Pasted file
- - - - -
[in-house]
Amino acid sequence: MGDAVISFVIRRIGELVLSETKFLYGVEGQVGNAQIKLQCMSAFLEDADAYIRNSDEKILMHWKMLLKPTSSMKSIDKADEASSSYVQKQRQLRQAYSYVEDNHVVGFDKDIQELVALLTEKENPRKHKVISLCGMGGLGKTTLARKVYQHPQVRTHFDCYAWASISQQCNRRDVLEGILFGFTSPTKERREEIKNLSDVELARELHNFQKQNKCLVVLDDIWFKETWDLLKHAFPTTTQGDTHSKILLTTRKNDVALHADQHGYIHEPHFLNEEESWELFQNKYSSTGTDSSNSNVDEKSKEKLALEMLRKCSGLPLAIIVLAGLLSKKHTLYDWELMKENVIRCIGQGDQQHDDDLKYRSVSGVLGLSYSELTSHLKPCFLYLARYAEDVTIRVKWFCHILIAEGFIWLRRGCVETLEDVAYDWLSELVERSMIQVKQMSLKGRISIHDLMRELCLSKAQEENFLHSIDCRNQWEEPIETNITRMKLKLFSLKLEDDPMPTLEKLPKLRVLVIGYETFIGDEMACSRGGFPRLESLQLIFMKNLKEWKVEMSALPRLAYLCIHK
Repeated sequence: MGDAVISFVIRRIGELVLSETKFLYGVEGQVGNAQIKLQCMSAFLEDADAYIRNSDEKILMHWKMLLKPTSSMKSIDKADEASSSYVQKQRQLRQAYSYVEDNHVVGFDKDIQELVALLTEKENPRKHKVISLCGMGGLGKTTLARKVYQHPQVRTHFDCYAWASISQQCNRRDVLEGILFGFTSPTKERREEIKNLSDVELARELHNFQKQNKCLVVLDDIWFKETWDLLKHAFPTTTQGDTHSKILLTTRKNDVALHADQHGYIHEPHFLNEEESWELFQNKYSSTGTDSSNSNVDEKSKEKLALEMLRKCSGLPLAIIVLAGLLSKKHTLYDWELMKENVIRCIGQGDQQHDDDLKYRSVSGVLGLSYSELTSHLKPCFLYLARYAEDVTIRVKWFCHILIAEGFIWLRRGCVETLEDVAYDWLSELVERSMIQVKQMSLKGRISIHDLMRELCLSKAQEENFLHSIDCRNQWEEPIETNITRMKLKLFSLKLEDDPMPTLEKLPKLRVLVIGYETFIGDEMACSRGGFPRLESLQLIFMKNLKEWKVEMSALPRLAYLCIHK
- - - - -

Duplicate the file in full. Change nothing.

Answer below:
[in-house]
Amino acid sequence: MGDAVISFVIRRIGELVLSETKFLYGVEGQVGNAQIKLQCMSAFLEDADAYIRNSDEKILMHWKMLLKPTSSMKSIDKADEASSSYVQKQRQLRQAYSYVEDNHVVGFDKDIQELVALLTEKENPRKHKVISLCGMGGLGKTTLARKVYQHPQVRTHFDCYAWASISQQCNRRDVLEGILFGFTSPTKERREEIKNLSDVELARELHNFQKQNKCLVVLDDIWFKETWDLLKHAFPTTTQGDTHSKILLTTRKNDVALHADQHGYIHEPHFLNEEESWELFQNKYSSTGTDSSNSNVDEKSKEKLALEMLRKCSGLPLAIIVLAGLLSKKHTLYDWELMKENVIRCIGQGDQQHDDDLKYRSVSGVLGLSYSELTSHLKPCFLYLARYAEDVTIRVKWFCHILIAEGFIWLRRGCVETLEDVAYDWLSELVERSMIQVKQMSLKGRISIHDLMRELCLSKAQEENFLHSIDCRNQWEEPIETNITRMKLKLFSLKLEDDPMPTLEKLPKLRVLVIGYETFIGDEMACSRGGFPRLESLQLIFMKNLKEWKVEMSALPRLAYLCIHK
Repeated sequence: MGDAVISFVIRRIGELVLSETKFLYGVEGQVGNAQIKLQCMSAFLEDADAYIRNSDEKILMHWKMLLKPTSSMKSIDKADEASSSYVQKQRQLRQAYSYVEDNHVVGFDKDIQELVALLTEKENPRKHKVISLCGMGGLGKTTLARKVYQHPQVRTHFDCYAWASISQQCNRRDVLEGILFGFTSPTKERREEIKNLSDVELARELHNFQKQNKCLVVLDDIWFKETWDLLKHAFPTTTQGDTHSKILLTTRKNDVALHADQHGYIHEPHFLNEEESWELFQNKYSSTGTDSSNSNVDEKSKEKLALEMLRKCSGLPLAIIVLAGLLSKKHTLYDWELMKENVIRCIGQGDQQHDDDLKYRSVSGVLGLSYSELTSHLKPCFLYLARYAEDVTIRVKWFCHILIAEGFIWLRRGCVETLEDVAYDWLSELVERSMIQVKQMSLKGRISIHDLMRELCLSKAQEENFLHSIDCRNQWEEPIETNITRMKLKLFSLKLEDDPMPTLEKLPKLRVLVIGYETFIGDEMACSRGGFPRLESLQLIFMKNLKEWKVEMSALPRLAYLCIHK